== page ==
What is very clear from the care homes that have embraced safety monitoring - Marlbrook in Cambridgeshire and Bramley Court Care home in Birmingham to name two - is that the benefits are myriad. These two establishments found that the implementation of safety monitoring:

• Improved relationships with families
• Meant evidence was available to support decision making when ‘incidents’ occur
• Gave protection to staff wrongly accused
• Improved targeted training to address visible shortcomings when mistakes were made
• Gave proactive support for staff when safeguarding issues occur
• Brought commercial benefits, in terms of fee rate and occupancy levels

All-in-all, happier residents, happier staff and happier families!

With public trust at an all-time low in the care home sector, it is time for greater transparency in the day to day running of all care homes. This would improve the lives of residents, protect everyone and bring about a reduction in abuse. Safety monitoring systems provide visual and audible evidence which can allow care homes to manage risks appropriately. They encourage and promote respect of the individual and act as a deterrent for the abuser. Clearly, they do not replace the recruitment of well-qualified staff, their on-going training and care frameworks which are both flexible and client-focused (which is indeed a whole separate issue for the sector). Safety monitoring is an essential tool in the safeguarding toolbox.

Personally and professionally I support Care Campaign for the Vulnerable to make safety monitoring mandatory in all care homes. Like this organisation, I imagine a world where abuse of the elderly is a thing of the past. Together we can make a difference – not just for our grandparents, parents, and extended family, but also because, in time, it will come to us all.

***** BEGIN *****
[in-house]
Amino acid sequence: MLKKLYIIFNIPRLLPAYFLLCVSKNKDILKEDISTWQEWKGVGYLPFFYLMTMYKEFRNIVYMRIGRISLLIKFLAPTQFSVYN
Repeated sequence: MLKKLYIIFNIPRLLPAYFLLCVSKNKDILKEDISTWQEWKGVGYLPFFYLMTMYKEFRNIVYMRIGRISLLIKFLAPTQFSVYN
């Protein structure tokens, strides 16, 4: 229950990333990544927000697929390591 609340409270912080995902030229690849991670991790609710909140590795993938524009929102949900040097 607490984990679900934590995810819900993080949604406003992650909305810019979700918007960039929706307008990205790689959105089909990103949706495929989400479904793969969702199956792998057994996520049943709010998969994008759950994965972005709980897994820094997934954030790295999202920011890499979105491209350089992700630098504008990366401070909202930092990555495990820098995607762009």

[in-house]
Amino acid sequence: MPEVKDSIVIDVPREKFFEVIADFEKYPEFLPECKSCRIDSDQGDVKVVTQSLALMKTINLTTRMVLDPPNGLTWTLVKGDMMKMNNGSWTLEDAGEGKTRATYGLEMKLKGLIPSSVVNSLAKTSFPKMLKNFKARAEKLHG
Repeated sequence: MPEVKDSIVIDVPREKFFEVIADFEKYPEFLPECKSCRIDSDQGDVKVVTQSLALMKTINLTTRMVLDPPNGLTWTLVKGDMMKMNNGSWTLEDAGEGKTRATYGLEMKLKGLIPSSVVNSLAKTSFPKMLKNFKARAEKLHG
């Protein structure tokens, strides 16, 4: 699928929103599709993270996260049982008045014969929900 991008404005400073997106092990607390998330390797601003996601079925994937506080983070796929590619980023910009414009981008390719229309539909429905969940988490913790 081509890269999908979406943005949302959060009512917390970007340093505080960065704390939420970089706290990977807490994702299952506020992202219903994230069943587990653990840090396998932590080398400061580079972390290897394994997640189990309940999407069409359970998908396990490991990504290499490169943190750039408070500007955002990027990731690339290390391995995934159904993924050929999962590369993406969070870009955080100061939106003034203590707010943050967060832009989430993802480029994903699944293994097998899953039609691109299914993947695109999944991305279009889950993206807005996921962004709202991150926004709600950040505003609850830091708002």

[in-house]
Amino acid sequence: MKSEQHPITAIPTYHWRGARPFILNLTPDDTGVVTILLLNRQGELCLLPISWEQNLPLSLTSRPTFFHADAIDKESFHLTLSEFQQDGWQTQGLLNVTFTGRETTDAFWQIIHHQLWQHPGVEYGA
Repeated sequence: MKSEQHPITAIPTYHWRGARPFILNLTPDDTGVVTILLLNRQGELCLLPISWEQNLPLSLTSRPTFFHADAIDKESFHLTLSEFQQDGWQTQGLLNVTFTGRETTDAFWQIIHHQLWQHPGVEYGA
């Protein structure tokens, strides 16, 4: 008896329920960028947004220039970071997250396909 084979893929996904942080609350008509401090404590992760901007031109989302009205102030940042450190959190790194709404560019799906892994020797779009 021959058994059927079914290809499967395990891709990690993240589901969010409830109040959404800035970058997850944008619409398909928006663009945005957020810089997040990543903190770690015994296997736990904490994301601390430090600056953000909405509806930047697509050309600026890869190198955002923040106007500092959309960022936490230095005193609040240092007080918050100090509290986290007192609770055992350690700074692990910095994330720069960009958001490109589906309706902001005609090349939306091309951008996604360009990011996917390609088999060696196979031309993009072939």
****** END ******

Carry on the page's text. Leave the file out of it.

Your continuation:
Author Claire Feldcamp, Daughter, Carer and Marketing Executive at Almas Industries


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Winncare is delighted to sponsor the Care Campaign For The Vulnerable and fully support their commitment to safeguarding the vulnerable elderly. Our organisations have shared values based on supporting care home residents to live safe and fulfilled lives.


The Eagle lifting cushion, combined with the ISTUMBLE health assessment app, empowers care home workers to make good decisions around lifting residents that fall. Winncare’s work to safeguard residents’ lives aligns with CCFTV’s ambitions to protect the vulnerable elderly looked after in long term care facilities.

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Care Campaign for the Vulnerable is learning of the pressures faced by conscientious led Care Providers striving to offer a caring and safe environment to both service users and staff. Safety monitoring is proving to be a invaluable care assist tool - bringing a more open and transparent culture into care homes as well as saving valuable resources within the care home sector and the NHS